A charity is flying stray Golden Retrievers from Turkey to North America and pairing them with new homes to help alleviate the epidemic of homeless dogs in one of Turkey's largest cities.
Members of Ontario-based charity Golden Rescue decided to create the operation, called "Rescue Mission of Love," after a shelter in Istanbul contacted them to see if they'd be interested helping find homes for homeless Golden Retrievers.
When board member Viive Tamm and a friend traveled to Istanbul last year to do their "due diligence," Turkish animal rescuers implored them to "not go home empty-handed." They returned to Canada days later with four Goldens, the maximum number allowed to accompany two passengers on an Air Canada flight, Tamm told ABC News today.
They contacted donors, key supporters and potential adopters to see if there was interest. "We had to make sure there were people to adopt them," Tamm said. But they didn't have a problem.
Since December, Golden Rescue has relocated about 30 stray dogs from Turkey to North America, Tamm said. The latest eight Golden Retrievers arrived to Toronto Pearson International Airport on Saturday.
A volunteer in Istanbul recorded video of the eight excited pups before they left for new homes in North America.
Ten more pups are expected to arrive in the next week or two, Tamm said. Golden Rescue's goal is to relocate at least 16 dogs per month. So far, all the dogs that have come to the U.S. have already been adopted.
"Our motto is, 'one dog at a time,'" Tamm said.
It costs about $2,000 to fly each dog from Turkey to North America, Tamm said. The funds are derived from adoption fees, typically $500 per dog, and donations made to the charity. Each dog is fully vaccinated and spayed or neutered before it travels overseas.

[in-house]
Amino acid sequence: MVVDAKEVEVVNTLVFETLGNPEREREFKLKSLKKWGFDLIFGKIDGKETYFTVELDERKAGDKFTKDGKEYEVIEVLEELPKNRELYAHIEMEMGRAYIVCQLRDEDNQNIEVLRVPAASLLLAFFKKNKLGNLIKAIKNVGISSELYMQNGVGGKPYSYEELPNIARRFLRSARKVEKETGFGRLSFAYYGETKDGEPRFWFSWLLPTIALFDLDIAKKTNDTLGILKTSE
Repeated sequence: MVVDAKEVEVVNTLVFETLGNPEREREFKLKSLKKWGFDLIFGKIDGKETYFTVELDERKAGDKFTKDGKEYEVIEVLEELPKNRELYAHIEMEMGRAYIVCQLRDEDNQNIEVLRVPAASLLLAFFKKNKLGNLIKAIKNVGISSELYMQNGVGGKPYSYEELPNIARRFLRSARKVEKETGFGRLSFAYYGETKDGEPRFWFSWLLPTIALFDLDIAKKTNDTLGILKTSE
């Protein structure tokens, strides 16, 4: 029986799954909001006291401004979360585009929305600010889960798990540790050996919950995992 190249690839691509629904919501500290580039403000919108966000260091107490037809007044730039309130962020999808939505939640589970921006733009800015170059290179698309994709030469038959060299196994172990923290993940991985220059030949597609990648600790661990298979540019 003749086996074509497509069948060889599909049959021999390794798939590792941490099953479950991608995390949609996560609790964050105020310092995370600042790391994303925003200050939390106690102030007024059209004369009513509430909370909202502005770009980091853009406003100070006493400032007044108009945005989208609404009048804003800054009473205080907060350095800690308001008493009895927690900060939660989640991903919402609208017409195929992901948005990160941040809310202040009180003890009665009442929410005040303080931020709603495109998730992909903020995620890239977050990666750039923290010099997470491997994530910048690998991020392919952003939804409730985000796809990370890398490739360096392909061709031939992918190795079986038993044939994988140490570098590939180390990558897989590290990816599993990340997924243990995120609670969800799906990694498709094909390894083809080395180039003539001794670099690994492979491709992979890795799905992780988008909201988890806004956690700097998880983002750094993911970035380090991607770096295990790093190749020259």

Tens of thousands of stray dogs roam the streets of Istanbul, Tamm said, adding that dogs are not euthanized in Turkey.
CBC News in Toronto reported that a trend may be for families to give puppies homes only to release them once they become adults.
Tamm believes the problem is most likely the result of an economic crisis.
"There’s a lot of people who don’t think a pet is forever," she said.
When the dogs arrive at the airport to meet their new owners, "There's not a dry eye in the room," Tamm said. Families are encouraged to foster them before officially declaring them a new member of the family, but Tamm said the first step is often not necessary.
“This Golden isn’t going anywhere," Tamm said she is often told.
Golden Rescues has received criticism for only helping one breed, but Tamm said the charity only has a license to help Golden Retrievers. The organization has rescued more than 2,300 goldens over 25 years, she said.